The acting throughout the film is top notch from everyone involved. Hathaway in particular is superb in his role - essaying despair (perhaps the most difficult emotion for a child to portray), and tears perfectly - as well as joy at the appropriate moments too. It is never difficult to buy the fact that this child is undergoing such a difficult quest - and it is to his credit that this is the case. Barret Oliver as Bastian may have less to do, but again he acquits himself extremely well. The scenes where he realises exactly what his role is in the unfolding events is quite upsetting, and you really see and feel the internal conflict inside him.
The special effects are certainly creaky by today's standards - but they don't show their age as much as they might have done. It is true that some of the puppetry is a little obvious, as is some of the back projection, but the charm of the creations brought to life on screen go a long way to negate this. The characters are universally excellent, charming when necessary, scary when required, and they always react well with the scenery and the human characters. One creation in particular, the luck dragon Falkore, is an amazing creation - one of the largest puppets ever created. As he is lying curled up with Atreyu walking around him, it really is a sight to behold.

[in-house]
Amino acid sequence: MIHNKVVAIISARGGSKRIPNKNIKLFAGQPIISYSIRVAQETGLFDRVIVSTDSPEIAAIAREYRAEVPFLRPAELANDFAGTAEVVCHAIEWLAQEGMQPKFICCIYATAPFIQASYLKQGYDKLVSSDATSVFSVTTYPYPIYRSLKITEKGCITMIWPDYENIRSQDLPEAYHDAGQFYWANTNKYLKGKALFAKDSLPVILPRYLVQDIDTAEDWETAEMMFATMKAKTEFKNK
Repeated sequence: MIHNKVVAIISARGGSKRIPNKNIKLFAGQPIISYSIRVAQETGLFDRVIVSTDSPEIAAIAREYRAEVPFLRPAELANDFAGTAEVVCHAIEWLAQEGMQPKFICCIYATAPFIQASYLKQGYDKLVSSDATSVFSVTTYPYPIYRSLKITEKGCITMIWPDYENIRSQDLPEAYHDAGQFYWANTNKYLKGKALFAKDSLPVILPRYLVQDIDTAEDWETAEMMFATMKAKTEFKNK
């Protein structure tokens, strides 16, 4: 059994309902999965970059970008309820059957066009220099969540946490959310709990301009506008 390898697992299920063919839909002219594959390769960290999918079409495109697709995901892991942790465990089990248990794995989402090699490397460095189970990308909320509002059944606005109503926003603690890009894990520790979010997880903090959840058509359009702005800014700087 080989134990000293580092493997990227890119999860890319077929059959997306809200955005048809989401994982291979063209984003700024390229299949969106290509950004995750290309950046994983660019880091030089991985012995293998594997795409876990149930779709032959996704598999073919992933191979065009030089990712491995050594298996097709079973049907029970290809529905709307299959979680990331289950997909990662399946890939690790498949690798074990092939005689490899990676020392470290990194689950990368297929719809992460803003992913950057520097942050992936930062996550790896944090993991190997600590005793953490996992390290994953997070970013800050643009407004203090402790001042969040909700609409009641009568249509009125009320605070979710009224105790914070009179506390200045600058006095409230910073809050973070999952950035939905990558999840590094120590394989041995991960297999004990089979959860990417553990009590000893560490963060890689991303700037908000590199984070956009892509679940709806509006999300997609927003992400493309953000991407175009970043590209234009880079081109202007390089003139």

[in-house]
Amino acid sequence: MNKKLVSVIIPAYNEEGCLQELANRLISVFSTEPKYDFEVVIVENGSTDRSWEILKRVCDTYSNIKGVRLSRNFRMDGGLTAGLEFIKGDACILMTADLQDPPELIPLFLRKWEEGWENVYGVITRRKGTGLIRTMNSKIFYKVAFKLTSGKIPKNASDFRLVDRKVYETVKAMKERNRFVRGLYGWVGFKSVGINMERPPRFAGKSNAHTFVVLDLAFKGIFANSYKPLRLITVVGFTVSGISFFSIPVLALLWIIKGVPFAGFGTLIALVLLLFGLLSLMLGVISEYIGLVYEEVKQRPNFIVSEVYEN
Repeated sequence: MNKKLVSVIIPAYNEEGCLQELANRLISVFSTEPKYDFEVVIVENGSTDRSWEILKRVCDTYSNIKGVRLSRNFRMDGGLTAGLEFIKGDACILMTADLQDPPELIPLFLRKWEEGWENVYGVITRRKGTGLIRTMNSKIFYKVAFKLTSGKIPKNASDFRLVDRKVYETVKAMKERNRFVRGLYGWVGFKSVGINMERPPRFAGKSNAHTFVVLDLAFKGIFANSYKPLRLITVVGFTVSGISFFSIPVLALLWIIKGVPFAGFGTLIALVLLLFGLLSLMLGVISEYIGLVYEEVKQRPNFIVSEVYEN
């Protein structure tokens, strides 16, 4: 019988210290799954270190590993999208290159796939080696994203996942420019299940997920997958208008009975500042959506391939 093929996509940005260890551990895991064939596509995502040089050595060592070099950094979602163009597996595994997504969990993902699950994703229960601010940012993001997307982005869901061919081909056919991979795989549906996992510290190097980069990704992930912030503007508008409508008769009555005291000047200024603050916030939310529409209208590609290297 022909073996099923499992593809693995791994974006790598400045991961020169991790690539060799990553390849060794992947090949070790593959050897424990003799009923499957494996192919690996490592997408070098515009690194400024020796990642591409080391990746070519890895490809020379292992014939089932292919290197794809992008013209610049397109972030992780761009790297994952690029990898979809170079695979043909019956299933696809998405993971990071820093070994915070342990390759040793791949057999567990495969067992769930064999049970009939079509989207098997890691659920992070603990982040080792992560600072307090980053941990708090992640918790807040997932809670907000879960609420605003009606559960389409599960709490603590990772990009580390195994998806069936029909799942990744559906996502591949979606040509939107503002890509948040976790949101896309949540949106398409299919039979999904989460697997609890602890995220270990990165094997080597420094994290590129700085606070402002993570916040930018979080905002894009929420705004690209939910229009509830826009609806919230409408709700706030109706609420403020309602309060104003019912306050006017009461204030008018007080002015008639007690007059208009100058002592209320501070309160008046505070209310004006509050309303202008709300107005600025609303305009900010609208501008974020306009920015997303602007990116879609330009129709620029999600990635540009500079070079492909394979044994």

The director, Wolfgang Petersen, had been well known in his native Germany for various TV series, and had only just broken out with the epic Das Boot when he started work on The Neverending Story. He has subsequently gone on to make a name for himself in Hollywood with blockbusters such as Air Force One. It is no surprise, therefore, to report just how well The Neverending Story is directed. I have already mentioned his sensitivity to pacing, ensuring that children's interest is not allowed to wane - but it is also noticeable how bravely he moves his camera. He produces some fantastic angles, and some truly unsettling images - in particular when Atreyu is trying to cross between the two statues. The destruction of a brave knight is an example of how well Peterson knows how to push things for a child's sensibility. It is shocking but not graphic - designed to give a child a shock without traumatising them.
But perhaps the cleverest part of the film is the way it manages to appeal to all generations. The main characters may be children, and the fantasy may be designed to appeal to children - but this is a film that can be enjoyed by adults just as well. It may deal with a fantasy world, but the dilemmas that Bastian faces (an emotionally distant father, and the death of his mother) are very real and resonate with all viewers.
I can think of very few true family fantasy films - films that can be put in the family Blu-ray player without at least one member of the family groaning. But The Never-ending Story certainly fulfils this requirement and as such is thoroughly recommended. The author of the book may have disowned this adaptation - but it is a mystery to me as to why. The film is currently slated to be remade, but you really owe it to yourself to make yourself familiar with the original. I truly cannot see how this can be bettered by a big budget glossy Hollywood remake.